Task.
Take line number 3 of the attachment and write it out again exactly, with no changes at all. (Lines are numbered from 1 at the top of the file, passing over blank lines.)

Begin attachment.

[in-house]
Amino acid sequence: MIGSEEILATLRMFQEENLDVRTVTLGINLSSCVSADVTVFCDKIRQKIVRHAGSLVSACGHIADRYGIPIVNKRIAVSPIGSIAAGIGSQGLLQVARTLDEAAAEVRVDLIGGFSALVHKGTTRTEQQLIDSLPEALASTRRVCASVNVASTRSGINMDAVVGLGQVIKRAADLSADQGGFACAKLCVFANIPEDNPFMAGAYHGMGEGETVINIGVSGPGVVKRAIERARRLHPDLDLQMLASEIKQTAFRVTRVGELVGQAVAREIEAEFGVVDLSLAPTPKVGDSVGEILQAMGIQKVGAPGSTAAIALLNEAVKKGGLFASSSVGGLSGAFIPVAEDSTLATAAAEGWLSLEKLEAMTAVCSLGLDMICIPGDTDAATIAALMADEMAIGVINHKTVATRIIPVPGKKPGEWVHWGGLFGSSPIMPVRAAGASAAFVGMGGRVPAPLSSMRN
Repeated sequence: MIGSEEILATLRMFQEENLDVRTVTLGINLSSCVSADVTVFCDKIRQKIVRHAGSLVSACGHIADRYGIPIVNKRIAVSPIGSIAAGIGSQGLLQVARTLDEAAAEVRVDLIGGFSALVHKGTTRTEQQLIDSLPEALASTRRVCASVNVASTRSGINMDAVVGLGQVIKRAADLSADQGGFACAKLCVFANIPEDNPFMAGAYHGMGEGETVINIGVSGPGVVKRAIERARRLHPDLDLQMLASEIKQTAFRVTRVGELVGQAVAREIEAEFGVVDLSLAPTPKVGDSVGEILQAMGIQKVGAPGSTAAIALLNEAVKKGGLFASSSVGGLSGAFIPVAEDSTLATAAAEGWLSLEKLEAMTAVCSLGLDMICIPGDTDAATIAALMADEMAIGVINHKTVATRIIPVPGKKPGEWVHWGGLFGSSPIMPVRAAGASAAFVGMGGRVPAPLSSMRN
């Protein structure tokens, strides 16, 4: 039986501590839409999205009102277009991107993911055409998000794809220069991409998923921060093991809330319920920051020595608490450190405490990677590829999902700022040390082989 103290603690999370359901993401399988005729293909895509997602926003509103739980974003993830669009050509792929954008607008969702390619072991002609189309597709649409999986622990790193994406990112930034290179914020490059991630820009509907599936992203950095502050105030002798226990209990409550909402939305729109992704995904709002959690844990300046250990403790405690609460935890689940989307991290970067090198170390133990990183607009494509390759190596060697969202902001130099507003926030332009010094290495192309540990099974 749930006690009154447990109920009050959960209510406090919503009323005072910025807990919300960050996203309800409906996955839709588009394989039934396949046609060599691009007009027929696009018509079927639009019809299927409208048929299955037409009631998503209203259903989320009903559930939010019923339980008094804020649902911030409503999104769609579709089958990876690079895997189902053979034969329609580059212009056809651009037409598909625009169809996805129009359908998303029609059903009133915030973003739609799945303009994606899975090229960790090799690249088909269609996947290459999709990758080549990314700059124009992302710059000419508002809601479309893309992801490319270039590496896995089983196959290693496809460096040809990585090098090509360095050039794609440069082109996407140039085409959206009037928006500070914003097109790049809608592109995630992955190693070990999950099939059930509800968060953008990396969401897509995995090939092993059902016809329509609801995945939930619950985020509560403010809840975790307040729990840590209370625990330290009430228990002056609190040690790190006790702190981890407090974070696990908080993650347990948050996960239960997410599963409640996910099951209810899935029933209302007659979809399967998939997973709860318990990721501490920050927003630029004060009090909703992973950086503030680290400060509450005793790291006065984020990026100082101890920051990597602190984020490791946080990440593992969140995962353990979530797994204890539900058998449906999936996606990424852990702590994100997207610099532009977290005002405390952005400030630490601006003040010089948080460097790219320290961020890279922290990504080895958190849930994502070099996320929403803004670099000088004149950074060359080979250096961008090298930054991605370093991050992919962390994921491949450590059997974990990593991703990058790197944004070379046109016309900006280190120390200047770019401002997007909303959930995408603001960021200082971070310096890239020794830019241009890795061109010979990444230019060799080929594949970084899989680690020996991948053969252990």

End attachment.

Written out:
Repeated sequence: MIGSEEILATLRMFQEENLDVRTVTLGINLSSCVSADVTVFCDKIRQKIVRHAGSLVSACGHIADRYGIPIVNKRIAVSPIGSIAAGIGSQGLLQVARTLDEAAAEVRVDLIGGFSALVHKGTTRTEQQLIDSLPEALASTRRVCASVNVASTRSGINMDAVVGLGQVIKRAADLSADQGGFACAKLCVFANIPEDNPFMAGAYHGMGEGETVINIGVSGPGVVKRAIERARRLHPDLDLQMLASEIKQTAFRVTRVGELVGQAVAREIEAEFGVVDLSLAPTPKVGDSVGEILQAMGIQKVGAPGSTAAIALLNEAVKKGGLFASSSVGGLSGAFIPVAEDSTLATAAAEGWLSLEKLEAMTAVCSLGLDMICIPGDTDAATIAALMADEMAIGVINHKTVATRIIPVPGKKPGEWVHWGGLFGSSPIMPVRAAGASAAFVGMGGRVPAPLSSMRN